It is a fact that the name “Facebook” has become radioactive because the company has no all kinds of wrong things (Facebook denies doing some of the wrong things and is truly sorry for others). Facebook probably realized this too and therefore didn’t surprise anyone when it changed name at Meta last year, with the official line being that he wanted to mirror his bet on VR and the Metaverse. Unfortunately, there was already a small company called Meta, and it doesn’t want to be associated with Facebook’s hot reputation.
Meta.is, a small business which claims to operate in the immersive and experiential tech space since 2010, Facebook sued Tuesday in federal court in New York. for supposedly violating small business” trademark rights to the “Meta” name. (To avoid confusion, we’ll call the small business “Meta.is” and the larger Meta “Facebook” in this article.)
The company is seeking a permanent injunction preventing Facebook from using the “Meta” name and an undisclosed amount in damages. He argues that Facebook knowingly ripped off his entire business and lied about it to his face. Moreover, it is now impossible to do business using the name “Meta”, says Meta.is, because customers believe that its products and services come from “toxic” Facebook.
Meta.is claims Facebook ignored its federally registered trademarks—a which he requested in January 2016 and was granted in May 2020, while the other he applied for in January 2016 and was granted in May 2017. Also, the small company said it would be almost-impossible for Facebook at pretend he didn’t know there was another company called Meta.
According to Meta.is, in 2017 a Facebook executive attended one of his immersive experiences and wrote to JB Bolognino, founder and CEO of Meta.is, and said the two should partner for future works. The lawsuit claims the two companies eventually worked together.
After Facebook adopted the name “Meta” in October 2021, Meta.is says it reached out to the big tech giant and told them about the alleged offense. In response, Facebook reportedly told Meta.is that the two companies offered “radically different goods and services.” As stated in the lawsuit, Facebook stated that Meta.is offers “live multi-sensory experiences”. Facebook, meanwhile, was just a “social tech company.”
Yet Meta.is says Facebook is doing exactly what it said it didn’t by creating the same immersive experiences as Meta.is at the same events and locations. The small company claims that Facebook even works with the same creators and companies.
“Meta was crushed by Facebook’s flagrant and unlawful conduct,” Meta.is said in its lawsuit. “Meta can no longer provide goods and services under the META brand because consumers are likely to mistakenly believe that Meta’s goods and services emanate from Facebook and that Meta is associated with toxicity inextricably linked to Facebook.”
Gizmodo contacted Facebook to comment on the lawsuit on Wednesday morning, but did not receive a response as of press time.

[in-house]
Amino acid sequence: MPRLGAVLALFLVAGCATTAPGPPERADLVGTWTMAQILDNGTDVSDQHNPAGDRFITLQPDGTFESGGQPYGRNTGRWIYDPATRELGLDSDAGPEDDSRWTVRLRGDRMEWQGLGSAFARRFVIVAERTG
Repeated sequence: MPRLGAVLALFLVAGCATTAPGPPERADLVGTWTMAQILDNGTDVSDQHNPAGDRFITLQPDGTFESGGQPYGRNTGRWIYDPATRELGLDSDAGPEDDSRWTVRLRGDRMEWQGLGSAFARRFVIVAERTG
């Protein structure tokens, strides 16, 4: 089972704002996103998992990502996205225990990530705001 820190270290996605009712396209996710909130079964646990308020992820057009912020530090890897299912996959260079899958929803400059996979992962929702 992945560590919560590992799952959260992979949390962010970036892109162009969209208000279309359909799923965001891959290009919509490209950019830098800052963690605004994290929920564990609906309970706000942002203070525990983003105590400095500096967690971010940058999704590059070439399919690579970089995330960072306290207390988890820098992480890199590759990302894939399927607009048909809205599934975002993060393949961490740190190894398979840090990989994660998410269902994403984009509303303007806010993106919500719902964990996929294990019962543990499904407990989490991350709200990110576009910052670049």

Rebecca Tushnet, a professor of intellectual property law at Harvard Law School, told Gizmodo in an email that a complaint only tells one side of the story, but that the allegations made by Meta.is “raise concerns.” That doesn’t mean Meta.is will triumph over Facebook, however, she said.
Tushnet pointed out that Meta.is bases some of its legal arguments on the reverse confusion theory. This happens when customers believe that the goods and services offered by a newer player in the market (in this case, Facebook) are the real source of these services when they are, in fact, offered by an older player (in this case , I keep quiet). While Meta.is argues this is a classic case of reverse confusion, Tushnet says it’s not for several reasons.
“First, reverse confusion is generally not available as a theory if you have a highly ‘descriptive’ brand, and since ‘meta’ is understood as shorthand for the metaverse, it seems pretty descriptive,” said explained the teacher. “The idea behind it is that the first person to use, say, ‘Boston Taxis’ for a service offering taxis in Boston shouldn’t be able to prevent others from using those words to sell the same thing. unless they’re really, really well-known, and the reverse confusion theory is that the plaintiff isn’t that well-known.
Additionally, Tushnet said Meta.is does not specify how many people use “meta” in the same space for similar things. In the case of a “crowded” market, there would generally be less protection for a given mark, she said..
Meta.is could also have punched a hole in its own pitch by describing itself as well-known in its industry. Tushnet says if this is the case, influencers and artists are less likely to get confused by names.
A lawsuit with these complexities could take years to resolve, but it’s not easy to predict what will happen.
“Ia judge is convinced that FB/Meta is a bully who preys on the weak, and if the plaintiff asks for a quick injunction, then a judge could issue an early ruling that would give FB/Meta a big incentive to settle,” she said.